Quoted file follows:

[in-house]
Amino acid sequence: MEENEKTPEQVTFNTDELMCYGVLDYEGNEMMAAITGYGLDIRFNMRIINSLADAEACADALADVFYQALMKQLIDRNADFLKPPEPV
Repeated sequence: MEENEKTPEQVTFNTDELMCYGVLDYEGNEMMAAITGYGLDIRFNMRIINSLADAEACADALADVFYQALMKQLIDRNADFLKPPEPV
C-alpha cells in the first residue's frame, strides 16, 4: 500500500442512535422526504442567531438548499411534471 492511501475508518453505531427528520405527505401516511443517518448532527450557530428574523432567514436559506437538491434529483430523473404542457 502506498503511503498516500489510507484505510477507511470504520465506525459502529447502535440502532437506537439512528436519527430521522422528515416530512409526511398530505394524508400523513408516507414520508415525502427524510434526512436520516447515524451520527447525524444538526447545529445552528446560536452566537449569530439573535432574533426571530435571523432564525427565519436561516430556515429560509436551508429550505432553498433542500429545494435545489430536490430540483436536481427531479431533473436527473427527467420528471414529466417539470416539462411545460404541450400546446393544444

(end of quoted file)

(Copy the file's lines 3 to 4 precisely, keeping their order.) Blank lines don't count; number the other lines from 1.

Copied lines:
Repeated sequence: MEENEKTPEQVTFNTDELMCYGVLDYEGNEMMAAITGYGLDIRFNMRIINSLADAEACADALADVFYQALMKQLIDRNADFLKPPEPV
C-alpha cells in the first residue's frame, strides 16, 4: 500500500442512535422526504442567531438548499411534471 492511501475508518453505531427528520405527505401516511443517518448532527450557530428574523432567514436559506437538491434529483430523473404542457 502506498503511503498516500489510507484505510477507511470504520465506525459502529447502535440502532437506537439512528436519527430521522422528515416530512409526511398530505394524508400523513408516507414520508415525502427524510434526512436520516447515524451520527447525524444538526447545529445552528446560536452566537449569530439573535432574533426571530435571523432564525427565519436561516430556515429560509436551508429550505432553498433542500429545494435545489430536490430540483436536481427531479431533473436527473427527467420528471414529466417539470416539462411545460404541450400546446393544444